Scented Surroundings: Sensory Overload

You are shopping with a friend and have already visited several stores he/ she enjoys when you notice your favorite store.  You take a deep breath, already enjoying the scents, and start to head into the store.  You notice your friend has stopped and doesn’t want to go in. You may feel like your friend is acting selfish. You’ve already gone into the stores he/ she picked.  More likely, your friend is experiencing a sensory overload.  It may be extremely difficult for him/her to walk through that door, after all the scents are so strong they are even wafting out of the store.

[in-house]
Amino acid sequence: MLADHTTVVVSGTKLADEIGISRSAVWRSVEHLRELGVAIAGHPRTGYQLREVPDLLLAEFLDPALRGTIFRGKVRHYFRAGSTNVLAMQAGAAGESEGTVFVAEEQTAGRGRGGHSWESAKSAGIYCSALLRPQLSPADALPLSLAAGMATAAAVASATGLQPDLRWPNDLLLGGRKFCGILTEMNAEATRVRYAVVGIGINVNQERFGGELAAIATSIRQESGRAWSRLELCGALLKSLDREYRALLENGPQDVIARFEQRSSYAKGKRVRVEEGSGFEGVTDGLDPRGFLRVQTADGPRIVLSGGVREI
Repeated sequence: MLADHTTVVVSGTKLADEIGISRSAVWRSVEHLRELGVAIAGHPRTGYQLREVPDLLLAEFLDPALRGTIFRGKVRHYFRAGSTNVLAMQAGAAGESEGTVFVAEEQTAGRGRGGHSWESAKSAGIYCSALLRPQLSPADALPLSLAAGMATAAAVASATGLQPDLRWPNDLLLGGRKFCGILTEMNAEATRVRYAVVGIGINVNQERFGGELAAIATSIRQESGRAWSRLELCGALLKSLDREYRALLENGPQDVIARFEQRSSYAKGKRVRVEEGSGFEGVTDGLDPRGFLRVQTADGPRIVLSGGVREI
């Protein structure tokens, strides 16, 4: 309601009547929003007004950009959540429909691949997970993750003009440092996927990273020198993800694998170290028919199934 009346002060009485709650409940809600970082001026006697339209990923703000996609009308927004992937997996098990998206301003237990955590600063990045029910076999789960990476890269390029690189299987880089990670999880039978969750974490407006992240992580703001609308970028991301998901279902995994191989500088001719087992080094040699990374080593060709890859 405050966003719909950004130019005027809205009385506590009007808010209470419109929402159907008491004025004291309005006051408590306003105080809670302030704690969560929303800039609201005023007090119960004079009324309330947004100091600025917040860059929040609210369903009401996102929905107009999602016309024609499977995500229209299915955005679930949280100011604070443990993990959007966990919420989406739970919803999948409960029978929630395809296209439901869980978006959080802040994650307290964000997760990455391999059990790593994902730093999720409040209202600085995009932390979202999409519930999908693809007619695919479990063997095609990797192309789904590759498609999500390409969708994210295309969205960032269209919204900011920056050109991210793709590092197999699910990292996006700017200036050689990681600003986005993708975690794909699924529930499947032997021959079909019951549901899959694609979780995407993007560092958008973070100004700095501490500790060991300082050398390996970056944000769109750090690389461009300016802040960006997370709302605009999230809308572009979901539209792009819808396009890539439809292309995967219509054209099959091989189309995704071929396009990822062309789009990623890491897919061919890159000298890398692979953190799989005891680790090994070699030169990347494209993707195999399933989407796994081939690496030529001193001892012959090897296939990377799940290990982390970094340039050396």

Think of your reason for shopping with your friend.  Are you there to do errands? To check things off your list? Or, more likely, are you there to spend time with each other? Understand your friend’s difficulty with that store, and come back to it another time.

Rebecca J Weaver is a Certified Autism Specialist at Independent with Autism, working to empower individuals with ASD. Need help creating your success strategies? Check out IndependentwithAutism.com for more information.

 Communication Quick Tip

If you are making a request of someone with ASD/ Asperger’s Syndrome, state it in the positive.  Say what you want rather than what you don’t want.  For example: “Please put your clothes in the hamper” instead of “Don’t leave your clothes on the floor.”

Rebecca J Weaver is a Certified Autism Specialist at Independent with Autism, working to empower individuals with ASD. Looking for better ways to communicate? Check out IndependentwithAutism.com for more information.